I did my best, by all means. Reached great results. Client was happy. Oh, about that, I need a sub-chapter here. Quick and painless.

Client is satisfied: you deserve a promotion! (Or maybe not?)

Previous year was over. Previous client said to us “Your work is of superior quality”. It was an influential one. My manager was satisfied. He was promoted. I was… well… left in the same position (in the well). Also, no bonus on salary. Yearly bonus is what all employees ache for. I was left without it.

No treasure. No level-up. Not a game you’d play. Wouldn’t you agree?

End of the little parenthesis. So, I was dumped. I was beginning to breathe again. But I realised a thing: I was not growing. I was not learning anything. And that was intentional. I had been intentionally frozen.

Well, my life is fire-aligned, so I thawed.

Phase 5b: forced dismissal free restoration of self

Hello, World! Hello world again. Oh, well, I resigned. I managed to resign. I’m so very happy about that decision right now.

I feel free to chase my dreams. To do what I love. To write articles, even!

I’m planning to complement my Computer Science studies with Biomedical Engineering, and then embarking on a great journey towards the innovation frontier. For now, I’m writing stories and exploring my creative horizons (have a look if you like).

That bad dream is over.

I wrote this article to keep you AWAY from those bays. There is NO opportunity in big consulting firms. They make you feel right, but it’s just illusion.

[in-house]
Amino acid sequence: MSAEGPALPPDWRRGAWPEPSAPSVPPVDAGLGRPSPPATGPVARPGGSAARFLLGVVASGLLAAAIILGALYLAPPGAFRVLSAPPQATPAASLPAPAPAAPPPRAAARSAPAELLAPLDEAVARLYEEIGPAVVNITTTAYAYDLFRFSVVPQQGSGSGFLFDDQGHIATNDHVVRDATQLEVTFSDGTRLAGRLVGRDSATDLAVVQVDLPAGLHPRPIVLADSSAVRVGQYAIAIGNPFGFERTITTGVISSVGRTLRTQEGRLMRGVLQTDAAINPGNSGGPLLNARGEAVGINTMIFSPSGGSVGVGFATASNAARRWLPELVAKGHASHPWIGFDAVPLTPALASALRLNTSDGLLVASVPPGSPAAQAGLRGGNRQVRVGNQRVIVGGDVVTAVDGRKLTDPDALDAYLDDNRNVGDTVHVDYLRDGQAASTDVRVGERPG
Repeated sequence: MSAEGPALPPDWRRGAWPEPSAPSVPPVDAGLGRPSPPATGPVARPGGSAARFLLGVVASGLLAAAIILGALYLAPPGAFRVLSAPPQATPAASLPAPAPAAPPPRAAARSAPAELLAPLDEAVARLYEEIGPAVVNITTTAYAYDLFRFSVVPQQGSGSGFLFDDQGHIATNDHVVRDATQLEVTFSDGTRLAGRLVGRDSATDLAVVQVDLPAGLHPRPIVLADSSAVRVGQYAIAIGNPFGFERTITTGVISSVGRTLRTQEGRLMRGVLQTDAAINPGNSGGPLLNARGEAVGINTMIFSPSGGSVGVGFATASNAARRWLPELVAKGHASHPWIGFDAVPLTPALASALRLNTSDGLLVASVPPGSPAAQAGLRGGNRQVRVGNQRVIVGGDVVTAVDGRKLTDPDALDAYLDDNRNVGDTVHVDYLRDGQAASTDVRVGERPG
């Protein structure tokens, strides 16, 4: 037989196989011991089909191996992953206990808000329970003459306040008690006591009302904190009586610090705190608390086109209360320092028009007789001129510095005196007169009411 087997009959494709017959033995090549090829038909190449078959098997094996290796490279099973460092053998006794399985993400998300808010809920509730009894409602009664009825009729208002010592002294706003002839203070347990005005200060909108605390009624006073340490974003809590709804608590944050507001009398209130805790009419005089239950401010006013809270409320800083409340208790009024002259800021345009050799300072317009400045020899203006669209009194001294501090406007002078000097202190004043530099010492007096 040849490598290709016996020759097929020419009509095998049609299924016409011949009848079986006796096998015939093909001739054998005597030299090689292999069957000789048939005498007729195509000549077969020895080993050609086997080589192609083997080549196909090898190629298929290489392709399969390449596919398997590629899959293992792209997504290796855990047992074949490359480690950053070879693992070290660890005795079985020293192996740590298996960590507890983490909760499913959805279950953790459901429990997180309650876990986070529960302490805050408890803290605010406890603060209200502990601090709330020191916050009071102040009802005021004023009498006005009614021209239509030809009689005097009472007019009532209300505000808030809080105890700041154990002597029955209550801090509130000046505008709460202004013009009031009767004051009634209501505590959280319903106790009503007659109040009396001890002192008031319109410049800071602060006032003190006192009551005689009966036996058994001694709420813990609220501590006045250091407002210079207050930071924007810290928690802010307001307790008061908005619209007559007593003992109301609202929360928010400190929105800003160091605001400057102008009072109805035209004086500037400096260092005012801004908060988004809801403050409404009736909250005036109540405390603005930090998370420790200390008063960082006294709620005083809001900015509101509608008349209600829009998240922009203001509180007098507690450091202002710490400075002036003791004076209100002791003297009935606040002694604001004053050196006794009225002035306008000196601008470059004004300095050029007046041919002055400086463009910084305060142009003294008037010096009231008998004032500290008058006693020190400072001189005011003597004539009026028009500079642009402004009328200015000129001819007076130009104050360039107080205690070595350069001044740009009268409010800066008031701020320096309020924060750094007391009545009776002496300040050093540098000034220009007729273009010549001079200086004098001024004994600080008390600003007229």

Follow your passions: there are lots of heart-taking jobs (note: “taking”, not “sealing”). Look for them. Seek them. Strive for them. Keep away from the spinning hell of nothingness called counsulting.

Extra Phase: Special Thanks

I’d like to thank that girl from before. She tried to save me while I was dragging her down with my misplaced enthusiasm. She’s a great girl. I hope the best for her (she’s already out of that work, therefore safe, I’m glad).

I’d like to thank my friend, that thought about me when I was “disappearing”.

I’d also like to thank another girl in that place, who has the courage to keep being herself even while working there. She’s strong, too. I admire her.

I’d like to say a big thanks to Arcaniversitas Live-Action Role-Playing Game: that fictional experience helped me realising that I was living in a fictional world.

Thank you all. Your helped me making it. Living, breathing, and having feelings, hopes, dreams and a personality again.